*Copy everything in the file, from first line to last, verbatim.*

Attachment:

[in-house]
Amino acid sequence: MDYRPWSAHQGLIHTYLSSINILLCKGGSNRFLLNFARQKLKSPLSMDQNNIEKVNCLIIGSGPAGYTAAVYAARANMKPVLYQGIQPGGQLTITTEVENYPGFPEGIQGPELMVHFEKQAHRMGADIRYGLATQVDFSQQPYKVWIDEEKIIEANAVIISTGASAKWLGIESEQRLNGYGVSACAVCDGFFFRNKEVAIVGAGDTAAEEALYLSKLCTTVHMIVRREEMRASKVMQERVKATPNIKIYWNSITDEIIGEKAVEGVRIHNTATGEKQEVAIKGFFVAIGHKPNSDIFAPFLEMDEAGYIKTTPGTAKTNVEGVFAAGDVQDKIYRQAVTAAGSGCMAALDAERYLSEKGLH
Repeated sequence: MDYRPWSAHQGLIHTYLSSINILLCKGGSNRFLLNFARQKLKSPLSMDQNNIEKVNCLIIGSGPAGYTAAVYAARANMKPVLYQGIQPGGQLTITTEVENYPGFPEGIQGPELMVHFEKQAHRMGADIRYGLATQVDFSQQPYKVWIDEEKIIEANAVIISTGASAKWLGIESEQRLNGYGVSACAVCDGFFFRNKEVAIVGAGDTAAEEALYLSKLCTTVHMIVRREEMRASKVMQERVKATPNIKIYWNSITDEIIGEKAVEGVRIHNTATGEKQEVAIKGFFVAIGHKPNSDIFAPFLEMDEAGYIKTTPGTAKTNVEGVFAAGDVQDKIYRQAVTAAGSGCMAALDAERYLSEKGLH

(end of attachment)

[in-house]
Amino acid sequence: MDYRPWSAHQGLIHTYLSSINILLCKGGSNRFLLNFARQKLKSPLSMDQNNIEKVNCLIIGSGPAGYTAAVYAARANMKPVLYQGIQPGGQLTITTEVENYPGFPEGIQGPELMVHFEKQAHRMGADIRYGLATQVDFSQQPYKVWIDEEKIIEANAVIISTGASAKWLGIESEQRLNGYGVSACAVCDGFFFRNKEVAIVGAGDTAAEEALYLSKLCTTVHMIVRREEMRASKVMQERVKATPNIKIYWNSITDEIIGEKAVEGVRIHNTATGEKQEVAIKGFFVAIGHKPNSDIFAPFLEMDEAGYIKTTPGTAKTNVEGVFAAGDVQDKIYRQAVTAAGSGCMAALDAERYLSEKGLH
Repeated sequence: MDYRPWSAHQGLIHTYLSSINILLCKGGSNRFLLNFARQKLKSPLSMDQNNIEKVNCLIIGSGPAGYTAAVYAARANMKPVLYQGIQPGGQLTITTEVENYPGFPEGIQGPELMVHFEKQAHRMGADIRYGLATQVDFSQQPYKVWIDEEKIIEANAVIISTGASAKWLGIESEQRLNGYGVSACAVCDGFFFRNKEVAIVGAGDTAAEEALYLSKLCTTVHMIVRREEMRASKVMQERVKATPNIKIYWNSITDEIIGEKAVEGVRIHNTATGEKQEVAIKGFFVAIGHKPNSDIFAPFLEMDEAGYIKTTPGTAKTNVEGVFAAGDVQDKIYRQAVTAAGSGCMAALDAERYLSEKGLH